11. ^ Singh, S.K.; M. Ordaz; L. Alcantara; N. Shapiro; V. Kostoglodov; J. F. Pacheco; S. Alcocer; C. Gutierrez; R. Quaas; T. Mikumo; E. Ovando; J. Aguirre; D. Almora; J. G. Anderson; M. Ayala; C. Javier; G. Castro; R. Duran; G. Espitia; J. Estrada; E. Guevara; J. Lermo; B. Lopez; O. Lopez; M. Macias; E. Mena; M. Ortega; C. Perez; J. Perez; M. Romo; M. Ramirez; C. Reyes; R. Ruiz; H. Sandoval; M. Torres; E. Vazquez; R. Vazquez; J. M. Velasco & J. Ylizaturri (2000). "The Oaxaca earthquake of 30 September 1999 (MW = 7.5)" (PDF). Seismological Research Letters. 71 (1): 67–78. doi​:​10.1785/gssrl.71.1.67​. Retrieved 8 September 2017.
  12. ^ Taylor, Adam (8 September 2017). "Mexico's cataclysmic history of earthquakes". The Washington Post. Retrieved 8 September 2017.
  13. ^ "Se activa, por error, alerta sísmica en CDMX; descartan sismo" [Seismic alert in CDMX is activated by mistake; disregard earthquake]. El Universal (in Spanish). 6 September 2017. Retrieved 7 September 2017.
  14. ^ a b "Reporte de Sismo: Sismo del día 07 de Septiembre de 2017, Chiapas (M 8.2)" [Earthquake Report: Earthquake of 7 September 2017, Chiapas (M 8.2)] (PDF) (in Spanish). National Seismological Service. 8 September 2017. Archived from the original (PDF) on 8 September 2017. Retrieved 8 September 2017.
  15. ^ a b Melgar D.; Ruiz-Angulo A.; Garcia E.S.; Manea M.; Manea V.C.; Xu X.; Ramirez-Herrera M.T.; Zaval-Hidalgo J.; Geng J. (2018). "Deep embrittlement and complete rupture of the lithosphere during the Mw8.2 Tehuantepec earthquake". Nature Geoscience. 11 (12): 955–960. doi​:​10.1038/s41561-018-0229-y​.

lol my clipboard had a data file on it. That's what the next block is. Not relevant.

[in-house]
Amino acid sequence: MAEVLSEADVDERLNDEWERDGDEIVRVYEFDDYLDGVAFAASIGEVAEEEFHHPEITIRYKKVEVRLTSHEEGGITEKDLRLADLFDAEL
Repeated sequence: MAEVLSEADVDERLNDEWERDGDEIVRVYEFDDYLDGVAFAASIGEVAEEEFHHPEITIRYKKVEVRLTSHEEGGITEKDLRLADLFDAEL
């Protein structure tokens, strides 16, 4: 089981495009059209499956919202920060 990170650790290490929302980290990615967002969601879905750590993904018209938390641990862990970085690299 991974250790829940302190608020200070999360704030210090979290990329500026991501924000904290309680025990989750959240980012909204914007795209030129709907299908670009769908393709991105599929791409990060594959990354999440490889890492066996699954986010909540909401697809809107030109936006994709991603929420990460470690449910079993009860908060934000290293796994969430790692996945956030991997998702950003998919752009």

16. ^ Osborne, Hannah (8 September 2017). "Biggest earthquake to hit Mexico in over a century moved fault by 32 feet". Newsweek. Retrieved 8 September 2017.
  17. ^ Linthicum, Kate; Lin II, Rong-Gong (8 September 2017). "Mexican authorities report an 8.4 earthquake off southern coast, raising tsunami fears". Los Angeles Times. Retrieved 8 September 2017.
  18. ^ Schladebeck, Jessica (8 September 2017). "Mexico hit by 8.4 earthquake, tsunami warnings issued". New York Daily News. Retrieved 8 September 2017.
  19. ^ Lafuente, Javier (8 September 2017). "Un fuerte terremoto sacude el sur de México" [A strong earthquake shakes southern Mexico]. El País (in Spanish). Madrid. Retrieved 8 September 2017.
  20. ^ Partlow, Joshua (8 September 2017). "At least 58 killed in massive earthquake off Mexico coast". The Washington Post. Retrieved 8 September 2017.
  21. ^ Wade, Lizzie (15 September 2017). "Unusual Mexico earthquake may have relieved stress in seismic gap". Science Magazine. 357 (6356): 1084. doi​:​10.1126/science.357.6356.1084​. ISSN 1095-9203. OCLC 1644869. PMID 28912223. Retrieved 19 September 2017.
  22. ^ "Mexico earthquake: mass evacuations after strongest tremor in a century". The Guardian. 8 September 2017. Retrieved 8 September 2017.